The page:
Dozens of books that once belonged to Thomas Jefferson have surfaced at Washington University in St. Louis, where they have been keeping a low profile for 131 years. Some of them include handwritten notes penned by the third U.S. president, a voracious reader who spoke several languages and pursued a wide variety of interests, including architecture, agriculture and science.
An assortment of 74 books that once belonged to Thomas Jefferson, some with his handwritten notes tucked inside, has been unearthed from the rare books collection at Washington University in St. Louis. The precious trove was discovered by scholars who specialize in the history of Monticello, the extraordinary former estate of American’s third president.
“Our discovery provides an amazing and intimate look into Jefferson’s world,” said Leslie Greene Bowman, president of Monticello and the Thomas Jefferson Foundation, which operates the site. “To find his handwritten notations is like peering over Jefferson’s shoulder to see his mind at work.”
The collection boasts several noteworthy volumes, including architecture manuals Jefferson used while designing the University of Virginia, which, like Monticello, is a UNESCO World Heritage Site. It also features works by classical authors such as Aristotle and Plutarch.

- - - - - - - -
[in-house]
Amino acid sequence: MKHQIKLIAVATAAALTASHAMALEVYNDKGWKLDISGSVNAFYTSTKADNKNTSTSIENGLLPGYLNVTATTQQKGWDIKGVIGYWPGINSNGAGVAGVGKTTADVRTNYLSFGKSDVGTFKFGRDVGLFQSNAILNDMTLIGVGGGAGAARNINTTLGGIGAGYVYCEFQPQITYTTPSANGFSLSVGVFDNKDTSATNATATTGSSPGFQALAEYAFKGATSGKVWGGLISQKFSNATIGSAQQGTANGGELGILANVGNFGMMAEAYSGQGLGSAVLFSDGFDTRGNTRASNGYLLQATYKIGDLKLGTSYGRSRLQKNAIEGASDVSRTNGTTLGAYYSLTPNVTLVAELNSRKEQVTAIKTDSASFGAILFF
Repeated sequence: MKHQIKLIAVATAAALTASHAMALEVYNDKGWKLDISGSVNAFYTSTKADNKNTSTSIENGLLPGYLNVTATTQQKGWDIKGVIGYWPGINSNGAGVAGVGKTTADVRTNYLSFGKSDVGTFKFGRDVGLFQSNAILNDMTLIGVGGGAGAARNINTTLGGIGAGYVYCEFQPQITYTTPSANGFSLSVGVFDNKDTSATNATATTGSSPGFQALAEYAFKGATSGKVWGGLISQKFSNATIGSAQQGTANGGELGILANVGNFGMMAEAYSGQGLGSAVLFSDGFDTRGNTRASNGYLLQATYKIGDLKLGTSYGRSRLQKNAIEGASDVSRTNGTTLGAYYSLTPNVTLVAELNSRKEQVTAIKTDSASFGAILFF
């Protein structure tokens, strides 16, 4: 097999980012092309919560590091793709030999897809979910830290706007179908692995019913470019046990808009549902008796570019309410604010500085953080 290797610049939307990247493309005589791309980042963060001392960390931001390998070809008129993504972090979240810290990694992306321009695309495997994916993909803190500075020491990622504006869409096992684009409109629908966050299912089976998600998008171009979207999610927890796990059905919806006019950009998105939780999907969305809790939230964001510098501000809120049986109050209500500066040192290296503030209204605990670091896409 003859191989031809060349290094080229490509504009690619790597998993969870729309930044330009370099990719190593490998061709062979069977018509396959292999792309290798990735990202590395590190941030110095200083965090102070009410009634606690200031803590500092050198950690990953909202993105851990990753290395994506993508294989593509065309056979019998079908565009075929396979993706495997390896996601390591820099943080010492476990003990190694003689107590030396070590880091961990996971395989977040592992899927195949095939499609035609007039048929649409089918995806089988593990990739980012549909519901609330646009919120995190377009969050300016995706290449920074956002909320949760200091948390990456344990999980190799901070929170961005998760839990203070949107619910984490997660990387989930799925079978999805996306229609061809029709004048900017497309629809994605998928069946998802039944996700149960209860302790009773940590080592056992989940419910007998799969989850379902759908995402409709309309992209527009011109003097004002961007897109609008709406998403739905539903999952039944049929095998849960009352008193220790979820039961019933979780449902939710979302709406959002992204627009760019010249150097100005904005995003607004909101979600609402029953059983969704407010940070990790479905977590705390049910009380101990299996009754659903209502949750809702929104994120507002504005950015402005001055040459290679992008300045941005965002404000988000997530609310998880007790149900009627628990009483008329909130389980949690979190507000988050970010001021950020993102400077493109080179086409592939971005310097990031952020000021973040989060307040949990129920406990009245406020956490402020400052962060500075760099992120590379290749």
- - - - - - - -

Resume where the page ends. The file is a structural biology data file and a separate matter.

The books were donated to the school along with thousands of others following the 1880 death of Jefferson’s granddaughter, Ellen Wayles Randolph Coolidge, and her husband, Joseph Coolidge. At the time, nobody knew that the collection contained volumes the Coolidges had purchased from Jefferson’s estate after his death in 1826, when his books were auctioned off to settle debts on Monticello.
Monticello scholars tracked down the collection after finding a letter about the sale and an 1880 article about the Coolidges’ donation to Washington University. Recently, a group of them traveled to St. Louis to verify that the books had indeed been in the possession of the Declaration of Independence’s primary author. Among other striking pieces of evidence, they stumbled across his scrawl in an architecture book and a scrap of paper with notes written in Greek in his hand.
“Washington University is thrilled to have secured and preserved these volumes since 1880,” said Shirley K. Baker, vice chancellor for scholarly resources and dean of libraries at Washington University. “It is particularly appropriate that these books should be here in Missouri. It was Jefferson who acquired this land in the Louisiana Purchase, and St. Louis was the jumping-off point for the expedition Jefferson sent to explore the new territory.”